So as with any very difficult negotiation, you have to balance what you gain and what you don’t gain. And if what you gain is much more than what you don’t gain, or what you would like to have but don’t get, then it seems to me you ought to tilt in the direction of, on balance, I gain more than I don’t gain, and therefore, this is deserving of a “yes” vote.
The international community is there, money is being pledged, the United States pledged $400 million yesterday, $850 million already from the international community. This shows that the international community is coming together behind this plan, behind this settlement. The international community recognizes that this is a golden opportunity, a once in a lifetime, really, a once in a lifetime opportunity, and if we don’t get a “yes” vote now, what happens the day after tomorrow? What happens the day after (inaudible)?
MR. IGNATIOU: That’s my last question that I have. What’s going to happen if the answer — if the vote is no?
SECRETARY POWELL: This is the problem. I can’t tell you what’s going to happen and I don’t want to speculate on what might happen. I just know that if the vote is no on either side or both sides, if the vote is no, then a great opportunity has been lost and we are going back into the unknown. We are going back into the past. We are going back into the past 40 years where the controversy remains, where the bad feelings remain, where the separation remains, where people cannot unite, where we can’t take advantage of the power of a unified Cyprus being in the European Union.
And so I can’t speculate about what might happen. Well, I do know that it will be a tragedy if we don’t seize the opportunity that is before us now — not we, but the Cypriot people, do not seize this opportunity.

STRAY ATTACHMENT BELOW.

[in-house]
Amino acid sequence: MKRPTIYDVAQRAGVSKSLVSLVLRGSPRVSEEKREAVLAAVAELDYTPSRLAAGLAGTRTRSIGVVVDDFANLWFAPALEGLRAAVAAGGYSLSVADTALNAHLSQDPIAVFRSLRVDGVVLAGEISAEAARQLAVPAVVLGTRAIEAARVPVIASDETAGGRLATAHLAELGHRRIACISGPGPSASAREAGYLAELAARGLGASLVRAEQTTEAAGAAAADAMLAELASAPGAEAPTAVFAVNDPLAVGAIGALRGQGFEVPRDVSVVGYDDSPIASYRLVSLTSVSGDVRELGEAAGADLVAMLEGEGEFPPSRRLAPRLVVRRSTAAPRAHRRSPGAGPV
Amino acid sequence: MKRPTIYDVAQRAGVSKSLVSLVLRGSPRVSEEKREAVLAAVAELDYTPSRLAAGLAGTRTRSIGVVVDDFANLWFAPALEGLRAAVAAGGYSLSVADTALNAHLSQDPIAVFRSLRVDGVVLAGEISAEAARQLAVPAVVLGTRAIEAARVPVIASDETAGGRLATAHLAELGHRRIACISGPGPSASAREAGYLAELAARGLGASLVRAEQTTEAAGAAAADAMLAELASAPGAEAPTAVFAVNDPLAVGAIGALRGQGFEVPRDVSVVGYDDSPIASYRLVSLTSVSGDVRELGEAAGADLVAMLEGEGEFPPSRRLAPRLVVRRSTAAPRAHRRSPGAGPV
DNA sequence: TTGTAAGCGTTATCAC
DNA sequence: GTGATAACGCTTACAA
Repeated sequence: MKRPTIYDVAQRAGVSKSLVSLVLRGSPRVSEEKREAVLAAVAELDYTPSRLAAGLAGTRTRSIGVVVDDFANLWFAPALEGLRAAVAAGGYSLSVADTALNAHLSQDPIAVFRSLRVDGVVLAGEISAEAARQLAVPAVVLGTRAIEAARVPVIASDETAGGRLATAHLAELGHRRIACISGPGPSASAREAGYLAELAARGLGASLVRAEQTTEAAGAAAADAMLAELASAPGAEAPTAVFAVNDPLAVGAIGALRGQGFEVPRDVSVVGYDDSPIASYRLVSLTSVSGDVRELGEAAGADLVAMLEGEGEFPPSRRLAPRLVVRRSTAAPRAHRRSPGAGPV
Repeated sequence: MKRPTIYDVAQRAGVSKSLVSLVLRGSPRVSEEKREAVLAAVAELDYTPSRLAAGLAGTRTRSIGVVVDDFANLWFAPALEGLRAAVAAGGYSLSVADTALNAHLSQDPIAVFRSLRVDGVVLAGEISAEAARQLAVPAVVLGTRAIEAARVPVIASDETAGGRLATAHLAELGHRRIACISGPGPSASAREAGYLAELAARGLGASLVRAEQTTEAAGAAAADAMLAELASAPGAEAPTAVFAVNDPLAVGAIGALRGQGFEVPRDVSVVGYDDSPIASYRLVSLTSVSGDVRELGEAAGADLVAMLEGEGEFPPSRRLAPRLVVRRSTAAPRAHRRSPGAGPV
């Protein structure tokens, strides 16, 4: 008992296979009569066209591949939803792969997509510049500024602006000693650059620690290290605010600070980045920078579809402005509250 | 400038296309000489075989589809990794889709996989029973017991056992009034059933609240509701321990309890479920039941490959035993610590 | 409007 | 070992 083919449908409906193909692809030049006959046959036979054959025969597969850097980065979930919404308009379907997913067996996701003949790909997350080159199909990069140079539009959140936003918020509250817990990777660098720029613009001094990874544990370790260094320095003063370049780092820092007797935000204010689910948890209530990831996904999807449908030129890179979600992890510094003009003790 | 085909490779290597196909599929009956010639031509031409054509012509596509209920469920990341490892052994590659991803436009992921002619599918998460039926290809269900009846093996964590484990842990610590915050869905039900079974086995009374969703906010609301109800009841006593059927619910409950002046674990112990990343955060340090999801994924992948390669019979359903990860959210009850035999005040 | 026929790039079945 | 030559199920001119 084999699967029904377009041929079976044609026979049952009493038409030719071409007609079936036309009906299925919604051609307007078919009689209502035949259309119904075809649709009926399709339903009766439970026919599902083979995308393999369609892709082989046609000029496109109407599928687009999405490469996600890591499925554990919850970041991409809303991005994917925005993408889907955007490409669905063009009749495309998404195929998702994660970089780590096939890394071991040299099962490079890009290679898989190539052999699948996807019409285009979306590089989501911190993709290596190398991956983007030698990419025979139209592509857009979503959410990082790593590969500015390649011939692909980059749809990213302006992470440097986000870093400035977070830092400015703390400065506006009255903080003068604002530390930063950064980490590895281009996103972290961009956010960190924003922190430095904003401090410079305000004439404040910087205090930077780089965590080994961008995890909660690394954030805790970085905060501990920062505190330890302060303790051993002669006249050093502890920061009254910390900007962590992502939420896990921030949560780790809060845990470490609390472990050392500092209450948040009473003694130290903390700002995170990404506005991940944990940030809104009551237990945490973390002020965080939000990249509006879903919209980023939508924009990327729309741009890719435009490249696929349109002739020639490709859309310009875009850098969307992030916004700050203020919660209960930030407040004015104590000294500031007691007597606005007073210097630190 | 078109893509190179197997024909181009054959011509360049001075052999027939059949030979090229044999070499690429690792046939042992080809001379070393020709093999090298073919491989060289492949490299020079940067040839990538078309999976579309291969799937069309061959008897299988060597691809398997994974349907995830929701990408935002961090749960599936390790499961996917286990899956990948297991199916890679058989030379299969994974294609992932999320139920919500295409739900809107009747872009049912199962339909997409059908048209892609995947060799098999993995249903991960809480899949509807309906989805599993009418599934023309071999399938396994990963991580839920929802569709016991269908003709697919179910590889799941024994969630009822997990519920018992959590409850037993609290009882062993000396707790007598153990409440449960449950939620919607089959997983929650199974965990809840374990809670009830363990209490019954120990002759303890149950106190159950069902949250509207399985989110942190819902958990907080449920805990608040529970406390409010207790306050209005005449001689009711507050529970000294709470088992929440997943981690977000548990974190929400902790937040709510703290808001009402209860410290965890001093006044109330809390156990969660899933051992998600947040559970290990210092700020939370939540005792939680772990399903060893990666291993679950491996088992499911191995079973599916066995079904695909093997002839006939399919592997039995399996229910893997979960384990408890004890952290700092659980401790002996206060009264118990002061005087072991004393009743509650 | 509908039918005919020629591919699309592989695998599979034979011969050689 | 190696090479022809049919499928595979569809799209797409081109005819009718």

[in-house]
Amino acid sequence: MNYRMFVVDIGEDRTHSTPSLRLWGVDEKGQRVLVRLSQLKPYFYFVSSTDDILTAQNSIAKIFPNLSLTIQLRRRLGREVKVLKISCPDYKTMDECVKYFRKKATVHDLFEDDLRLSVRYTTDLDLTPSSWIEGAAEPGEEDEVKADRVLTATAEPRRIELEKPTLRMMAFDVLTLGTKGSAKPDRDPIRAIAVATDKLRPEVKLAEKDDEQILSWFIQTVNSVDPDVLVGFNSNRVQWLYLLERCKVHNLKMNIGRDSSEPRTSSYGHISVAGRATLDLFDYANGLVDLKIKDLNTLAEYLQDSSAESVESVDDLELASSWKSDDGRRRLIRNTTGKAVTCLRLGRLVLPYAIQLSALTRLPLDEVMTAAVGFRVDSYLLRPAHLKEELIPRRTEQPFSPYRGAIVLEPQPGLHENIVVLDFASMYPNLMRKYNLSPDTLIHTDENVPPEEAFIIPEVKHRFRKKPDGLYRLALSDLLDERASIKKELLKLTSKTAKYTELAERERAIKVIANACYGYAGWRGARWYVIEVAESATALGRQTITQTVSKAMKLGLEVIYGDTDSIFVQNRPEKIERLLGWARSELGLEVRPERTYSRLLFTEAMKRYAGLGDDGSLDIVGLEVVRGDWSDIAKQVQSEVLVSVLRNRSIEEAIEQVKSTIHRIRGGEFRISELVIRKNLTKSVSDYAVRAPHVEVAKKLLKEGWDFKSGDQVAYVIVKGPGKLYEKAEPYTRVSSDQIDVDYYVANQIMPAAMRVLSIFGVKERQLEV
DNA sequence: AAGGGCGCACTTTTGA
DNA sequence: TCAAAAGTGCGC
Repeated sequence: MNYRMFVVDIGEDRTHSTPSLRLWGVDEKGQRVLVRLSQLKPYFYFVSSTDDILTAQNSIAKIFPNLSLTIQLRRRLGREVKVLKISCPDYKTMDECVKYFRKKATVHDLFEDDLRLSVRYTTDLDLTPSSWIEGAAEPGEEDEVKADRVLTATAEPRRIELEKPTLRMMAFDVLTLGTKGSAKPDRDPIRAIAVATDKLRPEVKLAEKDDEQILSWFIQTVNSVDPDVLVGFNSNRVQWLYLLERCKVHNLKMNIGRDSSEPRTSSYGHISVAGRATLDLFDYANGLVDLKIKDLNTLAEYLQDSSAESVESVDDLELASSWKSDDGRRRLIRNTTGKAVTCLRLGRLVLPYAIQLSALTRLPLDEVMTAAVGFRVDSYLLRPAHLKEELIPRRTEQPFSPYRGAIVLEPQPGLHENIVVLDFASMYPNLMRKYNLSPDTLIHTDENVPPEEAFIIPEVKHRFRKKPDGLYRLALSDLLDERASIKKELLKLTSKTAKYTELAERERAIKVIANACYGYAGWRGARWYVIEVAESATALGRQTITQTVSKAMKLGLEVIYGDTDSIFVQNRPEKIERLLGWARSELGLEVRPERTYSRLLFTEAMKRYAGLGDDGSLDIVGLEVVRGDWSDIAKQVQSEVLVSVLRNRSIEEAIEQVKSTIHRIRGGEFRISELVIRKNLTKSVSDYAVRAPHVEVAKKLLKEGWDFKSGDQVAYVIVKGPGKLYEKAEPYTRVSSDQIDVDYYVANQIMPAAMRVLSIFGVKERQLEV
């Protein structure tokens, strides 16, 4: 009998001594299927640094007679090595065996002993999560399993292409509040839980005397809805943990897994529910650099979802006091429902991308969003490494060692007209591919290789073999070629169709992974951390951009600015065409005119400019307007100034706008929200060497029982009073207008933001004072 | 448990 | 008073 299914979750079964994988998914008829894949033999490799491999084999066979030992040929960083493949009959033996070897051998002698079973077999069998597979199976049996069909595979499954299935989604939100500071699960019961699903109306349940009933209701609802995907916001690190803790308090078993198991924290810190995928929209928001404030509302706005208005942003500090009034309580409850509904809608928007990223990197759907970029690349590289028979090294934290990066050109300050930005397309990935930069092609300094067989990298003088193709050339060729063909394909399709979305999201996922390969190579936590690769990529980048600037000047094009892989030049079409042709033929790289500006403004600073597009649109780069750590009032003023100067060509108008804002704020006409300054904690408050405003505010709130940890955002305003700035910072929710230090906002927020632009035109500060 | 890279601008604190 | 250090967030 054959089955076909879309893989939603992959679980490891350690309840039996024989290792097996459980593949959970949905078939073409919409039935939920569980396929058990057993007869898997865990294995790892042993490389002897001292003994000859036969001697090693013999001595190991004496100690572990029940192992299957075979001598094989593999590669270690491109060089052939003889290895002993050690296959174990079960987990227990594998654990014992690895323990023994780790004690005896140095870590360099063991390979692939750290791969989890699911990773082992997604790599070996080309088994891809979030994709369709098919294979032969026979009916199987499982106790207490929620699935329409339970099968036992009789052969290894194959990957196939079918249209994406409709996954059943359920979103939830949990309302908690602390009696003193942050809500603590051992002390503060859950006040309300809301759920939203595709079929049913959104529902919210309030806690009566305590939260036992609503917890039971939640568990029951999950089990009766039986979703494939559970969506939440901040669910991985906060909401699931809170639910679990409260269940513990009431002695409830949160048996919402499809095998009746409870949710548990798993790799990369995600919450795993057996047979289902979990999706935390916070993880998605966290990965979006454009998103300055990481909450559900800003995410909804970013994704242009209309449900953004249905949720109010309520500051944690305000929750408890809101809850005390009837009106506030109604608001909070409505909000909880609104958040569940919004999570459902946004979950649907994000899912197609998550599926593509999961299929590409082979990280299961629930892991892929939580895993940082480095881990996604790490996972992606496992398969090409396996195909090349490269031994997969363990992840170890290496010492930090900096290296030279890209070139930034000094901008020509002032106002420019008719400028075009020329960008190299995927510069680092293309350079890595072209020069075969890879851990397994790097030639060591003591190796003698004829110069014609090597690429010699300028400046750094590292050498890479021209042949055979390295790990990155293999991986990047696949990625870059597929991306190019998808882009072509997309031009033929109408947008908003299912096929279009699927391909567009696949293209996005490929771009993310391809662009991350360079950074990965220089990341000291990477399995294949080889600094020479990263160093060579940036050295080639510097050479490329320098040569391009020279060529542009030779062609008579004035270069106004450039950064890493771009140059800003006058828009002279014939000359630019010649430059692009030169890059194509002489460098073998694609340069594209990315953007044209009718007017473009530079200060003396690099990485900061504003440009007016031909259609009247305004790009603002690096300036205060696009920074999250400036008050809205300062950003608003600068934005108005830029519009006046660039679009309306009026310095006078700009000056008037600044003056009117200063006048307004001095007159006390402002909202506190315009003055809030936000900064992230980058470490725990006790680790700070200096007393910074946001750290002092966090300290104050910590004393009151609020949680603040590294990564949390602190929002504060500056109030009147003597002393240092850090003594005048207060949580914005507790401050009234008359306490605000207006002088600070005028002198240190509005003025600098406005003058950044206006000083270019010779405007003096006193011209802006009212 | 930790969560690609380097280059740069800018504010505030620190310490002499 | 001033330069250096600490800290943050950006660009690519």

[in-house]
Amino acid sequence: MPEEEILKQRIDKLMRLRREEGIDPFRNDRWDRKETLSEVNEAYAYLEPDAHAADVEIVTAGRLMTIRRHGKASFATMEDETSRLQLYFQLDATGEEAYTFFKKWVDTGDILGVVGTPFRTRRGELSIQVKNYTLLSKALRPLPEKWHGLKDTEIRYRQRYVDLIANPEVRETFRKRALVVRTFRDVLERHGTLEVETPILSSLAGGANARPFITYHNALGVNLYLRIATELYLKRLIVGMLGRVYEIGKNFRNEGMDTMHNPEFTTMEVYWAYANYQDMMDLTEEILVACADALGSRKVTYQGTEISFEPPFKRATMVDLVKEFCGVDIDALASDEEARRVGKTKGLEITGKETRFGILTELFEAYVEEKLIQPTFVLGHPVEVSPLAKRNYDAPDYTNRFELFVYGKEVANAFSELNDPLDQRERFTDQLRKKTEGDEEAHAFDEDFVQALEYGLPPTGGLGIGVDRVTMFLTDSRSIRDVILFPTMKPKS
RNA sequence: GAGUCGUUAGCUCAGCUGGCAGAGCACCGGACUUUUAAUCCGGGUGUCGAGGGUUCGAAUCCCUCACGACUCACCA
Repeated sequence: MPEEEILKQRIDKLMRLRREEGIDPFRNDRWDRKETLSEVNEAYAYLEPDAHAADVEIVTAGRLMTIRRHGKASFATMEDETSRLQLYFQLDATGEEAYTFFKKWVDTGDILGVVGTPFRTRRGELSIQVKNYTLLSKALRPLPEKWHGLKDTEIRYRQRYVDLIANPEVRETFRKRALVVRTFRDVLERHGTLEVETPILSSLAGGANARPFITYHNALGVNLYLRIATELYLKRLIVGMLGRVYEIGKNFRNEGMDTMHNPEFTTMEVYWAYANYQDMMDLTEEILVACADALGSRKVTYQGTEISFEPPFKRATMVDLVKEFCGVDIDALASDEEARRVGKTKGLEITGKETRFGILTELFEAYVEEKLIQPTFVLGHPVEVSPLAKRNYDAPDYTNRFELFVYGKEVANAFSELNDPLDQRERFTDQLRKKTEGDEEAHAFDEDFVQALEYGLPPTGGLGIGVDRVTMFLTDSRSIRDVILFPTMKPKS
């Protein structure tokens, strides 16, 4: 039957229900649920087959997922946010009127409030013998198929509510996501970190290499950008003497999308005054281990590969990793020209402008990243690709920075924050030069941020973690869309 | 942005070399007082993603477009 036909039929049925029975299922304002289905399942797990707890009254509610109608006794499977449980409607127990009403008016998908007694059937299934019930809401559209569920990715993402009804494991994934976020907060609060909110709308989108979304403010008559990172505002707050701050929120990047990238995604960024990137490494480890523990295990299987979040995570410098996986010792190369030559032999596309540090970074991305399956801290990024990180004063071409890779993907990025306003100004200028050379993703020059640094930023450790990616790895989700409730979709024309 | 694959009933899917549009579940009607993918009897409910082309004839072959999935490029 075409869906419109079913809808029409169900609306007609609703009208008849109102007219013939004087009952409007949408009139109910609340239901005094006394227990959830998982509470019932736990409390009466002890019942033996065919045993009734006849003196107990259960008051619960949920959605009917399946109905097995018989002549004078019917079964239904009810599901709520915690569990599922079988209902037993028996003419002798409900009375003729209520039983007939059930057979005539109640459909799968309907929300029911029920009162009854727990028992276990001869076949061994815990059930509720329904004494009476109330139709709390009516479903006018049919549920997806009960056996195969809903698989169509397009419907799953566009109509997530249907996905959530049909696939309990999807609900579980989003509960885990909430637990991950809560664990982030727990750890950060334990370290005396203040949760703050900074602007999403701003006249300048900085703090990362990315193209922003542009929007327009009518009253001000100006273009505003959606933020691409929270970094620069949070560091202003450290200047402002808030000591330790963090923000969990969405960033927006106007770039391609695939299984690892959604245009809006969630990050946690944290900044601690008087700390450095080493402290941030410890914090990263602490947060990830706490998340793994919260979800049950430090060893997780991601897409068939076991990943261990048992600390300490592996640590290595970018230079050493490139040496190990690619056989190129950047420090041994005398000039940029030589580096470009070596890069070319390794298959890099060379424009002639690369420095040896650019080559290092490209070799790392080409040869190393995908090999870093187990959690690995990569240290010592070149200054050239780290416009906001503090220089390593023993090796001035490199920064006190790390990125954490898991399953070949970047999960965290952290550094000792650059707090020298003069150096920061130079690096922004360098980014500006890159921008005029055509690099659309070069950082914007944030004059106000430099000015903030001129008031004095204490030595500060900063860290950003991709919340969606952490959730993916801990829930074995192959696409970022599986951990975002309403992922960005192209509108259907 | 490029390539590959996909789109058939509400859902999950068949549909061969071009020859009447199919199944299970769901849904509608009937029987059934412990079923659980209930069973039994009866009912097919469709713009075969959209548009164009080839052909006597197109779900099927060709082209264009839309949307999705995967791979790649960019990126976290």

MR. IGNATIOU: Mr. Secretary, the biggest player, political player in Cyprus, Mr. Christofias, is expecting to seek an answer from you. He has some questions of security. What can you tell him?
SECRETARY POWELL: Well, I had a conversation with him, and we are looking at the specific questions he raised. But security isn’t uppermost in my mind, because I think the elements of the plan, and the presence of people on the ground to help implement the plan, and the pressure of the international community watching this and making sure that the elements of the plan are complied with, and the fact that the island, one single island, not separated, but one island together, is part of the large organization called the European Union, it seems to me that provides for security, that provides for stability. And I hope the people understand, just being in the European Union as a united Cyprus gives you an enormous degree of security.
And this is 2004, not 1974, and I think the situation has fundamentally changed. I think both sides have made compromises to get to this plan. They didn’t compromise totally on every principled element so Secretary General Annan had to fill in some of the blanks. He’s filled in those blanks. He’s presented a plan. This is a plan that’s good for the island, good for Europe, good for the world, but especially good for Greek-Cypriots and Turkish-Cypriots.